Elvis Costello

  • Live Show
The May show at the Nokia was a lesson in legend. Dapper in a suit, with sparkly slippers to keep himself comfortable, Costello dished out “High Fidelity”, “Alison”, “Watching The Detectives”/”Let Him Dangle”, and “Welcome to the Working Week” among other chestnuts. Always independent minded, no one tells Elvis what to do and no one wants to.

“D.A.N.C.E.” by Justice

THE Hipster dance song of the year and giving Gnarls Barkley’s “Crazy” a run for its money. The child-turned-melisma drenched singing voice was disturbing but the beats brought it home. The Terminal 5 shows were missed but that’s probably the best way to treat that venue: as a dance club with DJ’s.

The Dirtbombs
  • Live Show
No new record, no matter. Five New York area shows by one of the best live bands in the world, and what do you expect? The end of the revolving door really seems to have meant something. This is the only Dirtbombs line-up this blog has ever known and it may as well stay that way. Great people, great band, great times. Next year, a new record (which already sounds great, by the way) and a return to the Bowery Ballroom. 2008 could very well be the Dirtbombs’ year.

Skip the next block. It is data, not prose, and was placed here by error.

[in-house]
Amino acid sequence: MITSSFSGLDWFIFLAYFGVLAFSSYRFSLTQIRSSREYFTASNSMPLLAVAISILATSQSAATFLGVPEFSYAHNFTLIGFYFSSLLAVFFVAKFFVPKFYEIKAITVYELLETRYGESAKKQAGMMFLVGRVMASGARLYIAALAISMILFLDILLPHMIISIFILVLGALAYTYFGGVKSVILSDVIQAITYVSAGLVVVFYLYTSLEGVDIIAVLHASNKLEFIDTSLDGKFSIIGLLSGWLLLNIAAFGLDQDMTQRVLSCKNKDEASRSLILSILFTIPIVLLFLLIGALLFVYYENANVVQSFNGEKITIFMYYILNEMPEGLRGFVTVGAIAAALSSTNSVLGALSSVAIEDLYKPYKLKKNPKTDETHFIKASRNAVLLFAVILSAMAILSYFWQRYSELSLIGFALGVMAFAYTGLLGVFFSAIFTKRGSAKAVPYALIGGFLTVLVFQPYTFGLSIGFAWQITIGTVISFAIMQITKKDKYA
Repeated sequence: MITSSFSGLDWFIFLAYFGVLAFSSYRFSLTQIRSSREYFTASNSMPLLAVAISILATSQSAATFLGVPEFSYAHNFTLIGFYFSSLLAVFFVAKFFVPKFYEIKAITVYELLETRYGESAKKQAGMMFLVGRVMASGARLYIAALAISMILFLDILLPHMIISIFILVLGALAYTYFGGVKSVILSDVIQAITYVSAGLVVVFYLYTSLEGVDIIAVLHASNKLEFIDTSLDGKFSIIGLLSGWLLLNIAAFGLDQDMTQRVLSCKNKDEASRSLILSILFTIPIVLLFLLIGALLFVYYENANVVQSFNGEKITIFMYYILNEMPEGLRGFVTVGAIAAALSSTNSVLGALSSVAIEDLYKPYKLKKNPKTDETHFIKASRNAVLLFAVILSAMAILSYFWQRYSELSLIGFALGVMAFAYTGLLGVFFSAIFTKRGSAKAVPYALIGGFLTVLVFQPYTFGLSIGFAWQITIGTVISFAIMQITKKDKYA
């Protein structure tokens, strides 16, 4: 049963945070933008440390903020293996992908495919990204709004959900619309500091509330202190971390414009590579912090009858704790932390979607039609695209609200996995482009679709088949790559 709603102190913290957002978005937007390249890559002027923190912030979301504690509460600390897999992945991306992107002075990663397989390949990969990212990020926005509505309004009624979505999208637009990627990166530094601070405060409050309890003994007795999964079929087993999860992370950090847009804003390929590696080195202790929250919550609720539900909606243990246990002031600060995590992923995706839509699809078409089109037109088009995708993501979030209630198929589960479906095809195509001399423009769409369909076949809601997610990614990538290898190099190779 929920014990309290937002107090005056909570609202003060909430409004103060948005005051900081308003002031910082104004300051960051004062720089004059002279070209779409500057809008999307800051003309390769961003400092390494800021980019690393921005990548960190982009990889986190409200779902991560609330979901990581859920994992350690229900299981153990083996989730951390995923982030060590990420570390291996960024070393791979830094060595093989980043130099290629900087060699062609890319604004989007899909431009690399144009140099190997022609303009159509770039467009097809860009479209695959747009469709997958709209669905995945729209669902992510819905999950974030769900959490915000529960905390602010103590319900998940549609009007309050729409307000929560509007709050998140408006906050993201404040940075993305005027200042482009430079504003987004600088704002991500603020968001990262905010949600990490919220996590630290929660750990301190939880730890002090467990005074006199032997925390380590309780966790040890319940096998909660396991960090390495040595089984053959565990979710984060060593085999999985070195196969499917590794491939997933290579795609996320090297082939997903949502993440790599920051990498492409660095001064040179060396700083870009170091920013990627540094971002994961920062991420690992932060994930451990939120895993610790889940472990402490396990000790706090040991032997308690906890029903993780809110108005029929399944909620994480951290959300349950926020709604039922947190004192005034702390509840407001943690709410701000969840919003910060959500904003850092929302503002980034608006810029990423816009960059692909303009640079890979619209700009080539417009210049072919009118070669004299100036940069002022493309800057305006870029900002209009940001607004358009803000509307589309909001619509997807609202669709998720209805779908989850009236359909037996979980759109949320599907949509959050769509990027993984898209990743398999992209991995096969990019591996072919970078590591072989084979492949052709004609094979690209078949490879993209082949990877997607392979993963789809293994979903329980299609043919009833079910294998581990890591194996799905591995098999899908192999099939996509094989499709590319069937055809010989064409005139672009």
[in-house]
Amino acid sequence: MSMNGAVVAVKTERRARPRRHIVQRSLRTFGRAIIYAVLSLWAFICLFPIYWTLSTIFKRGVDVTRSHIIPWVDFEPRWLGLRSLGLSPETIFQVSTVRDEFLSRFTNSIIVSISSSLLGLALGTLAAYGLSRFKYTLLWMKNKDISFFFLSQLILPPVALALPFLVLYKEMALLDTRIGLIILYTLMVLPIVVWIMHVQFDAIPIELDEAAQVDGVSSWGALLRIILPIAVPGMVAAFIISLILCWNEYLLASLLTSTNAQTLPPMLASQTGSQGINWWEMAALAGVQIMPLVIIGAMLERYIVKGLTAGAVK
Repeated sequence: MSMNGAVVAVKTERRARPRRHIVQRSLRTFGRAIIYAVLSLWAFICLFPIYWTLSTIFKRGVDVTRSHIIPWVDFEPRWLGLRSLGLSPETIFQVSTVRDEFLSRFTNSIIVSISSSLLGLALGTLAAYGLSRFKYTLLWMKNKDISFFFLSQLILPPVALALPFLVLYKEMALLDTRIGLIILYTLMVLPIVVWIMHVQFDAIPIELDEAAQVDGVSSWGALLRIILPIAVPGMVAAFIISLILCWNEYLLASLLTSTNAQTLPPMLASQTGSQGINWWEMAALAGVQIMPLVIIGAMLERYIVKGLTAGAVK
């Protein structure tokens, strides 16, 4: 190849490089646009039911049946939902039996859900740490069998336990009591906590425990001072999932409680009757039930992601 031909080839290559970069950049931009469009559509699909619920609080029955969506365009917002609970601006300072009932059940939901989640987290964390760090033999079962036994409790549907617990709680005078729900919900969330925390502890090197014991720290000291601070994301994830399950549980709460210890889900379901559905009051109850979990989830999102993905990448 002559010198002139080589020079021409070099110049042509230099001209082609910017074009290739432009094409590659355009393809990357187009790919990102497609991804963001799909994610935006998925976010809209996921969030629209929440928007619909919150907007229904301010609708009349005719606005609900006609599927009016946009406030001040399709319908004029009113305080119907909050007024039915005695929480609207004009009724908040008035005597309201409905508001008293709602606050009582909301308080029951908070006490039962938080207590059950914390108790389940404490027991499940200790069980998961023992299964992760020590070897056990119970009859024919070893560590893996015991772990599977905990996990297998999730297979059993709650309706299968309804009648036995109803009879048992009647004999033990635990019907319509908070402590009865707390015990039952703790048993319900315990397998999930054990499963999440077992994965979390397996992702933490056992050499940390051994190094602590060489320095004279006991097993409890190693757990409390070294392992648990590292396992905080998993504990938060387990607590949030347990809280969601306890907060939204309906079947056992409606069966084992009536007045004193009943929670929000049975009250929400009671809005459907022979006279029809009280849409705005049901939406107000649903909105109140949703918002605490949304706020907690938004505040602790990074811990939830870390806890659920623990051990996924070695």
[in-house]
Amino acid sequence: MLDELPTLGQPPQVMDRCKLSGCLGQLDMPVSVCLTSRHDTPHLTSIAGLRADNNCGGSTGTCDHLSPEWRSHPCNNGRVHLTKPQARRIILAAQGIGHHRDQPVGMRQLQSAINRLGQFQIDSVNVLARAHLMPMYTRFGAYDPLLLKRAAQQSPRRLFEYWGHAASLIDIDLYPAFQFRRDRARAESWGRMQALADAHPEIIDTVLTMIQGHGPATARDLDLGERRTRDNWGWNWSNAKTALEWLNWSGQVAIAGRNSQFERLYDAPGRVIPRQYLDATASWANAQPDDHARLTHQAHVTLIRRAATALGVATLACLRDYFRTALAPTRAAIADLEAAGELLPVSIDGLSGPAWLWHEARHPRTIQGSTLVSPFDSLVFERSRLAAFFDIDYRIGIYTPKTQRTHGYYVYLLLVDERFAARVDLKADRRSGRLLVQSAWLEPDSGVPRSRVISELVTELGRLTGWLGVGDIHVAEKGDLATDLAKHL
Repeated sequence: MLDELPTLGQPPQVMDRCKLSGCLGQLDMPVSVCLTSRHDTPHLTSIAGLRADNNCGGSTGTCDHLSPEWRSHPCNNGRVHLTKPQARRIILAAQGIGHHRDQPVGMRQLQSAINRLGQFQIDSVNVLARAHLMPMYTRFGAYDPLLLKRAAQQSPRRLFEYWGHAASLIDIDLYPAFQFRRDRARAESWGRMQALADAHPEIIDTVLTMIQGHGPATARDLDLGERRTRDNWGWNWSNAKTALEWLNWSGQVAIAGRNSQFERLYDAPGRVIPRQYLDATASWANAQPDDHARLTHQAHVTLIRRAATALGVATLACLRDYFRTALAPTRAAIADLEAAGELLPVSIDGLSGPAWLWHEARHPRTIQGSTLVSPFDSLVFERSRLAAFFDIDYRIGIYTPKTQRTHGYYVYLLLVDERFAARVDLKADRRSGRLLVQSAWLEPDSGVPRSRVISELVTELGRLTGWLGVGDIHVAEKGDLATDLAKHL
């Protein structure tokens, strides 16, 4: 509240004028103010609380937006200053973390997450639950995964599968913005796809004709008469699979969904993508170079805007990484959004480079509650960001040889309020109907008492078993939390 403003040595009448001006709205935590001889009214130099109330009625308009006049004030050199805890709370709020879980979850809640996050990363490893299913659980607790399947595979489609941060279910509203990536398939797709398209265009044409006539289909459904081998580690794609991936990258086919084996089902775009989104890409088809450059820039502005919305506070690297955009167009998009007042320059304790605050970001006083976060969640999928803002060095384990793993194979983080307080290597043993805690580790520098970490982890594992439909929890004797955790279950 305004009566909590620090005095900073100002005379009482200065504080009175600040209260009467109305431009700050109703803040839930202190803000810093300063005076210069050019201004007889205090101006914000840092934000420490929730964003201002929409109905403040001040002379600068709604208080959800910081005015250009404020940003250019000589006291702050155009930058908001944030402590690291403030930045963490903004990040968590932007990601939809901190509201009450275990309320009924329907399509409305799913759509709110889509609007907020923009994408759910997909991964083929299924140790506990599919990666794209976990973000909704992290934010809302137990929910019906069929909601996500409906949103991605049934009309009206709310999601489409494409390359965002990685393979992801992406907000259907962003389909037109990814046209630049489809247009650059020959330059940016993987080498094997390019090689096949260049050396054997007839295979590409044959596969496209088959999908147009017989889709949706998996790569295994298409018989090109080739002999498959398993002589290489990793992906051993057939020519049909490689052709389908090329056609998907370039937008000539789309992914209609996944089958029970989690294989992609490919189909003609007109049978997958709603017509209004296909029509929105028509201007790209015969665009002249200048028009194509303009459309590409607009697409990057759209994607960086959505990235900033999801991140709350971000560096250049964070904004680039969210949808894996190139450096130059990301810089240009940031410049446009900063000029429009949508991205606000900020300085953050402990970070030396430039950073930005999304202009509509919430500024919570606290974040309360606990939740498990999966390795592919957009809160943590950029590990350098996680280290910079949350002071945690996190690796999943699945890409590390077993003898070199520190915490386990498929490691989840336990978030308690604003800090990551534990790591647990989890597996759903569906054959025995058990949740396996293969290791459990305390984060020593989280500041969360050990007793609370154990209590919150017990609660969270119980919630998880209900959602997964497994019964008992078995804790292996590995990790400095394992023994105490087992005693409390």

“Don’t Let Him Change Your Mind” by Jarvis Cocker
One of the nicer, sweeter singles this year, from the Pulp helmsman. A likeable fellow with a loveable track.

Electric Six
  • Live Show
  • Song: “Dance Pattern”
This was the year that Electric Six was supposed to go away. Enough was enough. How much longer can someone parlay the Disco-Metal thing? And sure enough, a large chunk of the egregiously named I Shall Exterminate Everything Around Me That Restricts Me From Being The Master was D.O.A., how it was with Switzerland. But something happened: “Dance Pattern” was one of the best songs of the year, and the live show actually not only remained good, and not only improved from 2006’s mid-year funk, but the last outing was their best yet. And credit has to go to Dick Valentine for potentially making a serious impact on the culture with the phrase “put a little mustard on it”.
"Dance Pattern" live at Southpaw:

“The Equestrian” by Les Savy Fav
One of the more rollickin’ punk songs of the year, from an eclectic band whose live show is hyped to death but has yet to be reviewed here.
Hear it with this video